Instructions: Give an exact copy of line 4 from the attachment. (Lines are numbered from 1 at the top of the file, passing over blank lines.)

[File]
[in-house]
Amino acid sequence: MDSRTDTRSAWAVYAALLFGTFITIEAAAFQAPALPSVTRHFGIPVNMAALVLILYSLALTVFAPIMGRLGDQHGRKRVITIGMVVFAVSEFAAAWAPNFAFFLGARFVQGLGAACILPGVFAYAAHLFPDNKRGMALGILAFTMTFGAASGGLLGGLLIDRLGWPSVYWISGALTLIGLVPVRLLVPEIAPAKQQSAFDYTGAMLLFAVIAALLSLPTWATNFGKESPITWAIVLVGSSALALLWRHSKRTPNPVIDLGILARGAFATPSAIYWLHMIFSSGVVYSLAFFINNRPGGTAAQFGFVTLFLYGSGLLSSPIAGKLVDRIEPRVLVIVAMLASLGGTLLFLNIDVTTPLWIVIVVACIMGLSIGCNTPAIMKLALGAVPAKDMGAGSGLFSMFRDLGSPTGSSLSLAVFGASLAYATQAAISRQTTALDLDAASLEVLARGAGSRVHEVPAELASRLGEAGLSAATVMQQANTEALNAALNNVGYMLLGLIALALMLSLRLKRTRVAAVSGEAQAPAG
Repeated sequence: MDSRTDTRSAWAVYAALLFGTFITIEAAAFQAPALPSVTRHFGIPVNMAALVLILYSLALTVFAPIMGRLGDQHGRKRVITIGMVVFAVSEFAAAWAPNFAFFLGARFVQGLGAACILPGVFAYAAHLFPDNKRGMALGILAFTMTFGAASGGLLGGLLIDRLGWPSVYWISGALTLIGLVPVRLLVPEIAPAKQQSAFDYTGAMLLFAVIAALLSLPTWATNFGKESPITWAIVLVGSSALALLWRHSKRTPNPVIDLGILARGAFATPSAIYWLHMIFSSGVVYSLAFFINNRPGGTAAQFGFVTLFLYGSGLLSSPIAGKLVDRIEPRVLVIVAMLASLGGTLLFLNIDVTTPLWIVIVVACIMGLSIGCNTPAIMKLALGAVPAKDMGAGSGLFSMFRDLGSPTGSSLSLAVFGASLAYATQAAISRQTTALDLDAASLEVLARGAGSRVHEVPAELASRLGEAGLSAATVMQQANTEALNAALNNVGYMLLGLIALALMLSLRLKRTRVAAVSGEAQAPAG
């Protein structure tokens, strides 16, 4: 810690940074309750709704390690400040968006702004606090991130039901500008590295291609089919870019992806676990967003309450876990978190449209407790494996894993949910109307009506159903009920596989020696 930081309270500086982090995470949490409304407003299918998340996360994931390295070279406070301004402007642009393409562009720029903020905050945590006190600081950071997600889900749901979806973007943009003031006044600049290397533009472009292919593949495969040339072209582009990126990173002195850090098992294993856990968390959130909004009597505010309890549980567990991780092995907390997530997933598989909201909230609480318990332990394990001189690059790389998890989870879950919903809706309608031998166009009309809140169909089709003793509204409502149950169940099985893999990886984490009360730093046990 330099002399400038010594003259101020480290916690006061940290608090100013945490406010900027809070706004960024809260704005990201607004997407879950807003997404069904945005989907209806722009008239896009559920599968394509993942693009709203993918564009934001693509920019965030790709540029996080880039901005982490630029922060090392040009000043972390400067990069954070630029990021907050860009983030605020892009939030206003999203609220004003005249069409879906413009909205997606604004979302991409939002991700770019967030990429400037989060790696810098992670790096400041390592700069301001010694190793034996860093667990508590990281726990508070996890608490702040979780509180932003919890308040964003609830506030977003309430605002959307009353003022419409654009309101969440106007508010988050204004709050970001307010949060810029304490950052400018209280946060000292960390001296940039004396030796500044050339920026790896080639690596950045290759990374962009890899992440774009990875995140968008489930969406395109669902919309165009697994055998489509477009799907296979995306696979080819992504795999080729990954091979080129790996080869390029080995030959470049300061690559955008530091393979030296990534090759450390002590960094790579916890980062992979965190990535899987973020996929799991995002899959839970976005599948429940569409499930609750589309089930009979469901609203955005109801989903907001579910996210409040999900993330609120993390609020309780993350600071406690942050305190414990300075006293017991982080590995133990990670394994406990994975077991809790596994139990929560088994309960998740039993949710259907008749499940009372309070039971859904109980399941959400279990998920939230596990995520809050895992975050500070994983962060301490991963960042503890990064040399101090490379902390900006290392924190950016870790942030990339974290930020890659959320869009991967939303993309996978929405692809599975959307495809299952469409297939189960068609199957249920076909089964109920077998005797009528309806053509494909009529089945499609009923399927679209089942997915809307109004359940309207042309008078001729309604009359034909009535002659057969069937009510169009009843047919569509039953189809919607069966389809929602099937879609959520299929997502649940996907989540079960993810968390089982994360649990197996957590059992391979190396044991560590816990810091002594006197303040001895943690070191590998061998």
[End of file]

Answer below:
């Protein structure tokens, strides 16, 4: 810690940074309750709704390690400040968006702004606090991130039901500008590295291609089919870019992806676990967003309450876990978190449209407790494996894993949910109307009506159903009920596989020696 930081309270500086982090995470949490409304407003299918998340996360994931390295070279406070301004402007642009393409562009720029903020905050945590006190600081950071997600889900749901979806973007943009003031006044600049290397533009472009292919593949495969040339072209582009990126990173002195850090098992294993856990968390959130909004009597505010309890549980567990991780092995907390997530997933598989909201909230609480318990332990394990001189690059790389998890989870879950919903809706309608031998166009009309809140169909089709003793509204409502149950169940099985893999990886984490009360730093046990 330099002399400038010594003259101020480290916690006061940290608090100013945490406010900027809070706004960024809260704005990201607004997407879950807003997404069904945005989907209806722009008239896009559920599968394509993942693009709203993918564009934001693509920019965030790709540029996080880039901005982490630029922060090392040009000043972390400067990069954070630029990021907050860009983030605020892009939030206003999203609220004003005249069409879906413009909205997606604004979302991409939002991700770019967030990429400037989060790696810098992670790096400041390592700069301001010694190793034996860093667990508590990281726990508070996890608490702040979780509180932003919890308040964003609830506030977003309430605002959307009353003022419409654009309101969440106007508010988050204004709050970001307010949060810029304490950052400018209280946060000292960390001296940039004396030796500044050339920026790896080639690596950045290759990374962009890899992440774009990875995140968008489930969406395109669902919309165009697994055998489509477009799907296979995306696979080819992504795999080729990954091979080129790996080869390029080995030959470049300061690559955008530091393979030296990534090759450390002590960094790579916890980062992979965190990535899987973020996929799991995002899959839970976005599948429940569409499930609750589309089930009979469901609203955005109801989903907001579910996210409040999900993330609120993390609020309780993350600071406690942050305190414990300075006293017991982080590995133990990670394994406990994975077991809790596994139990929560088994309960998740039993949710259907008749499940009372309070039971859904109980399941959400279990998920939230596990995520809050895992975050500070994983962060301490991963960042503890990064040399101090490379902390900006290392924190950016870790942030990339974290930020890659959320869009991967939303993309996978929405692809599975959307495809299952469409297939189960068609199957249920076909089964109920077998005797009528309806053509494909009529089945499609009923399927679209089942997915809307109004359940309207042309008078001729309604009359034909009535002659057969069937009510169009009843047919569509039953189809919607069966389809929602099937879609959520299929997502649940996907989540079960993810968390089982994360649990197996957590059992391979190396044991560590816990810091002594006197303040001895943690070191590998061998």